The ELB continually attracts dynamic, passionate young professionals who use their innovative and creative energy to advance OEC's mission. They add capacity to the organization, and let OEC try new things with less risk.
The ELB connects OEC to new networks, allies, and businesses, creating new partners and donors for OEC.
The ELB helps OEC reflect the diversity of the millennial generation. It enables OEC to give younger and more racially diverse Oregonians leadership roles in the organization. And ELB members help hold OEC to its commitment to diversity, equity, and inclusion.
The ELB gives a younger, hipper face to OEC. Fun and lively events attract and resonate with younger people. These events provide a welcoming and memorable way for millennials to learn about and engage with OEC.
ELB members are empowered to be creative and take leadership in the ELB's activities. Together they set goals, plan events, and execute them.
ELB members gain practical experience with fundraising, event organizing, board governance, mobilizing others, and messaging.
ELB members build a professional network of peers and develop strong friendships that last long beyond their time on the ELB. One alumnus was the best man in another's wedding. Other alums talk regularly and seek each other out for advice.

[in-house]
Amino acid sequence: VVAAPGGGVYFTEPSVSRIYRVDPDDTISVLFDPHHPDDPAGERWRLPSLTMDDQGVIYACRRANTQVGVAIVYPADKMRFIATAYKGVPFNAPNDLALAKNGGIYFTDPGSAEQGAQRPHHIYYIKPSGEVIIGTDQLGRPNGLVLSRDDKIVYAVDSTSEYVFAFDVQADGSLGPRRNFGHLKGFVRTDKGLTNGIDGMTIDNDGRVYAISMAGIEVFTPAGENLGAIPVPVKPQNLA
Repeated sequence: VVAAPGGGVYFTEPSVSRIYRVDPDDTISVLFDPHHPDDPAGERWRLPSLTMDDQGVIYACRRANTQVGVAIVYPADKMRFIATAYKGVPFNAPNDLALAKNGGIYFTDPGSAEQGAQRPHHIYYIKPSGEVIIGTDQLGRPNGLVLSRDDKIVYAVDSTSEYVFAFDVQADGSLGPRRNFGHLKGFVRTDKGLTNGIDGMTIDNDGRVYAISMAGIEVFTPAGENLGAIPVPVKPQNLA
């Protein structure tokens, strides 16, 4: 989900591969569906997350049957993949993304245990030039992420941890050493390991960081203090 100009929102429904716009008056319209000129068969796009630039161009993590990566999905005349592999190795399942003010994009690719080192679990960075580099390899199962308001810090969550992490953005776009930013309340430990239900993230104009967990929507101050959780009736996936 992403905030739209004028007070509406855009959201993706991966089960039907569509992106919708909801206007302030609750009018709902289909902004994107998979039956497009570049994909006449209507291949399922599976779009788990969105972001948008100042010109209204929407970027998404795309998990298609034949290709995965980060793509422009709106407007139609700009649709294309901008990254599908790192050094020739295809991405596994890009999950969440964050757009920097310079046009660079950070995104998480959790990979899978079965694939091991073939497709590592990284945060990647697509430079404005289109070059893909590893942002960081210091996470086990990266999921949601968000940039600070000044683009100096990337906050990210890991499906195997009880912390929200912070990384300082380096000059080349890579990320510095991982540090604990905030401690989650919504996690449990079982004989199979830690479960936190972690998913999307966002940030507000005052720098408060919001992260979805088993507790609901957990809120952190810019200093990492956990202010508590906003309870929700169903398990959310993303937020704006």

So what's the secret sauce that fuels the ELB? We've narrowed it down to 6 ingredients:
This approach engages the talents and passions of a younger generation ready to lead, and enables them to try things OEC staff might not.
Emerging leaders make meaningful commitments to the ELB and hold each other accountable. Each member takes the lead on at least one activity or action, and they use committees to get work done.
This allows for more nuanced discussions, catalyzes new and innovative approaches to their work, and drives them to be intentional about who they reach out to and how.
This ensures that the ELB has the support it needs and its activities are aligned with the organization's priorities. Staff have built a strong rapport with ELB members and this makes working together enjoyable for all.
This helps ELB members feel proud of their contribution and solidifies their personal commitment to serving on the ELB.
In the last six years, the ELB has expanded its size, created working committees, appointed co-chairs, scaled its goals, and focused on an interesting variety of environmental issues. These adjustments have enabled the ELB to conform to the needs and interests of its members without stagnating.
We were impressed by the Emerging Leaders Board and the young people it has engaged. And, as you'd expect, our probe also uncovered some promising opportunities that it has yet to fully explore. Here are some additional ideas that could expand the impact of an emerging leaders board:
An emerging leaders board presents a rare venue for young people to have an insider's look at the complexities of an environmental issue and possible paths to success. Make space for policy and advocacy staff to share their knowledge with emerging leaders in order to expand their horizons and the impact of their work.